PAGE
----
Leaving the world of laundries and billiard halls behind, aged 22, Harry went in search of a new life on the other side of the Atlantic. He is picked up on a passengers list sailing from Liverpool to Canada in 1913. He arrived in Quebec in August 1913 and indicated his profession as a waiter. Did he return to London to join the war effort or was it because of the charms of a horse bus driver’s daughter from Lewisham? One thing for sure, he was very likely in uniform when he married Ellen Agnes Bartlett there in the final quarter of 1917. At the time of the 1911 census she was 21 and working as a housemaid at The Empress Club at 35 Dover Street. One of the first of London’s ‘ladies’ clubs’, exclusively for ‘ladies of social position’ at one time The Empress had 70 bedrooms available to its 2700 members. On the night of the 1911 census the number of live-in staff had shrunk to 25 (including Ellen) and only 14 guests (all women) were registered as staying the night. Founded in 1897and named after the Queen-Empress herself, this grand venue, boasted ‘two drawing rooms offering a choice between the Louis Quinze or the Venetian style, a dining room, a lounge, a smoking gallery and a smoking room, a library, a writing room, a tape machine for news, a telephone, and a staircase decorated with stained glass windows depicting Shakespeare’s heroines.’ The building survives appropriately enough now the flagship Jimmy Choo store.


Harry was aged 27 when he died on 9th April the following year so he and Ellen had very little time together as man and wife. His grave registration document on the Commonwealth War Graves Commission website indicates that he died of pneumonia rather than being killed in battle. His military record indicates that he was living in Catford and had enlisted in Fulham. His next-of-kin was his wife Ellen Agnes Keatch of 75 Sangley Road, Catford. This was her parents address.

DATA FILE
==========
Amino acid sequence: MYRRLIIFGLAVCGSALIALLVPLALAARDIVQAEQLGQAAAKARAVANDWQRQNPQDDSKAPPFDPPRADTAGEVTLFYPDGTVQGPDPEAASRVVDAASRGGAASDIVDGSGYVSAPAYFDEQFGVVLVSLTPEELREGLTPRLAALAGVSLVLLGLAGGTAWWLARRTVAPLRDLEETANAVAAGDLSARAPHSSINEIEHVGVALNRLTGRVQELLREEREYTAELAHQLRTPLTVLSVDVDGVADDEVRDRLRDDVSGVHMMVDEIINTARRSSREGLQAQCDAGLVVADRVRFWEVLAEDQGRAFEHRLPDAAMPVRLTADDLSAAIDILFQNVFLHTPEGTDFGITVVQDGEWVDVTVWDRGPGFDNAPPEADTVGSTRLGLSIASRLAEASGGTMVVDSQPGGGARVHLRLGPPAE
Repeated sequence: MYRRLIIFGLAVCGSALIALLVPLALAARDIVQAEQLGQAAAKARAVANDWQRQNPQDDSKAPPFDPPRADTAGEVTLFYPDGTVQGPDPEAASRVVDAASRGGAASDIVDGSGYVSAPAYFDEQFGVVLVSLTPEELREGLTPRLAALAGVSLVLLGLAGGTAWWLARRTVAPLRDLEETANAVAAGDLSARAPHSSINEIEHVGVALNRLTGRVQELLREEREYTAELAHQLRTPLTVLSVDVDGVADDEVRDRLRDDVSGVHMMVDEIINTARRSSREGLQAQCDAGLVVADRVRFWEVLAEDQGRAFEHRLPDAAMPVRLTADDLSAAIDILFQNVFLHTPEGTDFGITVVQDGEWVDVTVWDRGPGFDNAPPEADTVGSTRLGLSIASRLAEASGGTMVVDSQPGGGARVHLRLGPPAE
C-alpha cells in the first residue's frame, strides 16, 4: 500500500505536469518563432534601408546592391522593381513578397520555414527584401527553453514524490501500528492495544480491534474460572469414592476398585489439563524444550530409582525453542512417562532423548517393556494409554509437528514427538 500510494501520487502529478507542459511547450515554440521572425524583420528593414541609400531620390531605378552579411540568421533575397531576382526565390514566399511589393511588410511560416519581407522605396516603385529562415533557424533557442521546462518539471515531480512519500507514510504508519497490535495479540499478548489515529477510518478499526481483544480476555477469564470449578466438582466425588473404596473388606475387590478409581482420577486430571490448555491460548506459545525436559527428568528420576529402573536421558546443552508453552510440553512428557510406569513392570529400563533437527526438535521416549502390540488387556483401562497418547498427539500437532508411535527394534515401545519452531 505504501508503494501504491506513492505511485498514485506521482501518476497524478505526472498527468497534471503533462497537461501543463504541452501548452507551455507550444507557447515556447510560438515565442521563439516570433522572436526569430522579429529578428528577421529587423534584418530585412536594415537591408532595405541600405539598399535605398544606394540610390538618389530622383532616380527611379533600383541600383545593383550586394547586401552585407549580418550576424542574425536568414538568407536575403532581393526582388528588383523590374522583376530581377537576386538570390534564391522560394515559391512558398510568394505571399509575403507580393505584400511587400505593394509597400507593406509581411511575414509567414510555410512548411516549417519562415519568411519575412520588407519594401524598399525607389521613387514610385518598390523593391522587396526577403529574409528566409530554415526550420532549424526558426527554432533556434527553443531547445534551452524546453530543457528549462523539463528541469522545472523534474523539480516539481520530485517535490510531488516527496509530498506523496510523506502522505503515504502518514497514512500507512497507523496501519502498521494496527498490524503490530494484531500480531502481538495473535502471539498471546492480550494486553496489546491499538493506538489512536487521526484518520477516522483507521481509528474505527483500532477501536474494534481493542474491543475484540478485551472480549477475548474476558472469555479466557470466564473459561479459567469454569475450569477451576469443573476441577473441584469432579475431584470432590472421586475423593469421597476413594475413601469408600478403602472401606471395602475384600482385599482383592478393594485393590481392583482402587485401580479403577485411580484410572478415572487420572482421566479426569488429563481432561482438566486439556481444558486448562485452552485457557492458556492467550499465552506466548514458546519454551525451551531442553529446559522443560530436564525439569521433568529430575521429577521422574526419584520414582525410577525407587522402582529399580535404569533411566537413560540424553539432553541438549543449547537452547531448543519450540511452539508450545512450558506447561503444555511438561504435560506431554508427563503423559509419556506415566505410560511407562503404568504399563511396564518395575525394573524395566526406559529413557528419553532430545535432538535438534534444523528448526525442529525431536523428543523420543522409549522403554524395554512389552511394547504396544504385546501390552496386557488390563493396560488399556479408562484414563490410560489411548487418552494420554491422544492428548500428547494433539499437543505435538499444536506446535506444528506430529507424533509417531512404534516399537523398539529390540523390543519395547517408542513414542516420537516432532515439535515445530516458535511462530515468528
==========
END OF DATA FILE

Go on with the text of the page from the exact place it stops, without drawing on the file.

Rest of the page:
In the spring of 1918 the German Supreme Command committed itself to a series of large-scale surprise offensives against the Allied lines, an attempt to break the deadlock on the Western Front before the US Army arrived. After initial successes and some significant ground gained, the German ‘Spring Offensive’ ran out of steam, mainly due to an inability to resupply frontline troops with sufficient food, equipment and reinforcements. Considering where Harry Keatch is buried its likely he avoided the first phase of this onslaught. The attack in the Aisne area came the following month and took the Germans to within 80 miles of Paris. This was also when the Americans joined the fray and the tide soon turned.

At the time of his death Harry was serving with the 517th Field Company of the Royal Engineers. He had a number of different army service numbers and one was the Army Cyclist Corps – something in common then with Arthur Clarke who lived just round the corner at No45 Franche Court Road. All these houses are on my regular bike route to work and I can’t help thinking about that when I whizz past (at less than 20mph of course). Harry is buried in the same small isolated Premont British Cemetery as another of the Summerstown182, William Bonken. A few years younger than Harry, they may never have met. William died the same year it was in a battle some months later. It was close to this cemetery that we found our famous ‘war horse’ shoe which has done the rounds of local schools this year as part of our Lottery Funded project.

Harry’s widow Ellen was left in Catford. Sangley Road is just round the corner from the giant Catford Centre moggie on the South Circular. She was still living at the address with her brother George until the mid-1930s. Ellen never remarried and died in Braintree Essex in 1972 aged 82. We always look out for the big cat on our trips to Dover and it puts any of Lola & Sidney’s polyresin animals in perspective. It now has a new meaning and we’ll salute it next time and think of the young billiard marker from Garratt Lane and the housemaid from The Empress Club.

Catford Centre, Catford, London 14/6/2013



Leave a Reply

Fill in your details below or click an icon to log in: Logo

You are commenting using your account. Log Out /  Change )

Google+ photo

You are commenting using your Google+ account. Log Out /  Change )

Twitter picture

You are commenting using your Twitter account. Log Out /  Change )

Facebook photo

You are commenting using your Facebook account. Log Out /  Change )


Connecting to %s